Handwriting legibility reflects spelling difficulties in dyslexia but not in developmental coordination disorder (DCD)

Handwriting legibility reflects spelling difficulties in dyslexia but not in developmental coordination disorder (DCD)

First Author: Cameron Downing -- School of Psychology, Bangor University
Additional authors/chairs: 
Marketa Caravolas
Keywords: Spelling, Handwriting, Dyslexia, Comorbidity, Writing development
Abstract / Summary: 

Purpose

Studies reporting spelling and handwriting deficits in dyslexia and DCD fail to consider comorbidity. Handwriting dysfluency has been linked to spelling difficulties in dyslexia but not in DCD, suggesting differential causes for dysfluency. In this study, we investigated another aspect of handwriting, legibility, and hypothesized that poorer legibility should be associated with spelling deficits in dyslexics (singular and comorbid), but not in DCD.

Method

Twenty-eight children with dyslexia (M age=9.3 years), 25 children with DCD (M age=9.2 years), 17 children with dyslexia and DCD (M age=9.4 years), and 83 controls (M age=9.2 years) completed a 62-word, graded sentence dictation task. Spelling and handwriting were scored independently. Scorers blind to spelling ability judged legibility on four dimensions: letter formation, letter spacing, word spacing, line alignment.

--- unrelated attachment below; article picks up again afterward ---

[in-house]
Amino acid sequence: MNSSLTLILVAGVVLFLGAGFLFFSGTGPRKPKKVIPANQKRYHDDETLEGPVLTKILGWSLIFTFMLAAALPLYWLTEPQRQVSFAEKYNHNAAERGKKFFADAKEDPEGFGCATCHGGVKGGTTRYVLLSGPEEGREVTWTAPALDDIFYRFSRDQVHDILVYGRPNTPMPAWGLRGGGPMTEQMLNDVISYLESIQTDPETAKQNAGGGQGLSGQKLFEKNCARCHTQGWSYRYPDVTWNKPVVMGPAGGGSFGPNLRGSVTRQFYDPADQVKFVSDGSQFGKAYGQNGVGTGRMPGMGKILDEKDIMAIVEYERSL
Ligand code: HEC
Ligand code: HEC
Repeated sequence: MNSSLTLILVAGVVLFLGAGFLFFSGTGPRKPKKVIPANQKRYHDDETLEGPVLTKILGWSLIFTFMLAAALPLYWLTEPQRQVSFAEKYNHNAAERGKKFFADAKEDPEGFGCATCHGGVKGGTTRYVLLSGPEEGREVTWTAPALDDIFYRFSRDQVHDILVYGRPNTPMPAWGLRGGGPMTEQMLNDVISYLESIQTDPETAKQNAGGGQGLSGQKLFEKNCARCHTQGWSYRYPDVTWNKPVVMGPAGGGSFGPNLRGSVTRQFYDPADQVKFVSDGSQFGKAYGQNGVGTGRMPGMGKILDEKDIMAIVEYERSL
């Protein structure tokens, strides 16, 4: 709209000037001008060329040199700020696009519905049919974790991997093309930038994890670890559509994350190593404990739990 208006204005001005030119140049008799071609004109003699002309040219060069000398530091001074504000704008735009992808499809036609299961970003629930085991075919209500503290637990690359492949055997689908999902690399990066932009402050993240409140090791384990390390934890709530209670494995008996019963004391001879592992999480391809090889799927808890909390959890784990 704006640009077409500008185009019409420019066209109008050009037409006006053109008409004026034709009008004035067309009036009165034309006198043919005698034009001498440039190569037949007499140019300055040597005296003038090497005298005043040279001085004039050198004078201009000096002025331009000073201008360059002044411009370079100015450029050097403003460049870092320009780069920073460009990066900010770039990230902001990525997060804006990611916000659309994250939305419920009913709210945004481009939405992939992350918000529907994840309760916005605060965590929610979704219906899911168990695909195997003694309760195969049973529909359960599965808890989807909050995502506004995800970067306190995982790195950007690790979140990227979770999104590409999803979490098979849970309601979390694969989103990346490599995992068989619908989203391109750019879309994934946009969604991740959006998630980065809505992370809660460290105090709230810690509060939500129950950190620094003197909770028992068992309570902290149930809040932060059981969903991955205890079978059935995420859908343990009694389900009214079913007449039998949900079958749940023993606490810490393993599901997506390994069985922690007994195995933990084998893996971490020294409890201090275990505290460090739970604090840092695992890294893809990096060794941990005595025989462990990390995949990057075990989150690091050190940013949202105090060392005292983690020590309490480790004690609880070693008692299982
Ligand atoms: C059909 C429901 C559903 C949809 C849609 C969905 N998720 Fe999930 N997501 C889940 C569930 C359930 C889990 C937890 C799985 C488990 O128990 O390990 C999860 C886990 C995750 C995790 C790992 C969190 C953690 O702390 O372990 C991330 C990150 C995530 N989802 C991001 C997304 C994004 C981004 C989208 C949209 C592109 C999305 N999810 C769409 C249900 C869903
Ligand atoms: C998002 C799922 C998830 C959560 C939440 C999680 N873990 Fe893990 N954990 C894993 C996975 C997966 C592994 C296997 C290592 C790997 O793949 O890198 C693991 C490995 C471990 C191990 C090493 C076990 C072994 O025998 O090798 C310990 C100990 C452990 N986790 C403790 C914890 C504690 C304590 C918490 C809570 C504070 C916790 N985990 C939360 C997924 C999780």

Results

Children with dyslexia (singular and comorbid) spelled less accurately than children with DCD and controls. On legibility, all disorder groups scored significantly lower on letter formation and letter spacing than controls. For word spacing and line alignment, children with DCD (singular and comorbid) received significantly lower ratings than controls, while dyslexics did not.

Conclusion

Dyslexics had lower spelling accuracy and legibility on dimensions related to spelling (letter formation and spacing) suggesting poor handwriting in dyslexia reflects spelling deficits. Children with DCD received low ratings on all dimensions of legibility – despite adequate spelling accuracy – indicating their handwriting impairments were not spelling specific. The comorbid group’s scores were no different to those with singular disorders, suggesting that their handwriting impairments reflect an additive profile of spelling and additional, DCD related, deficits.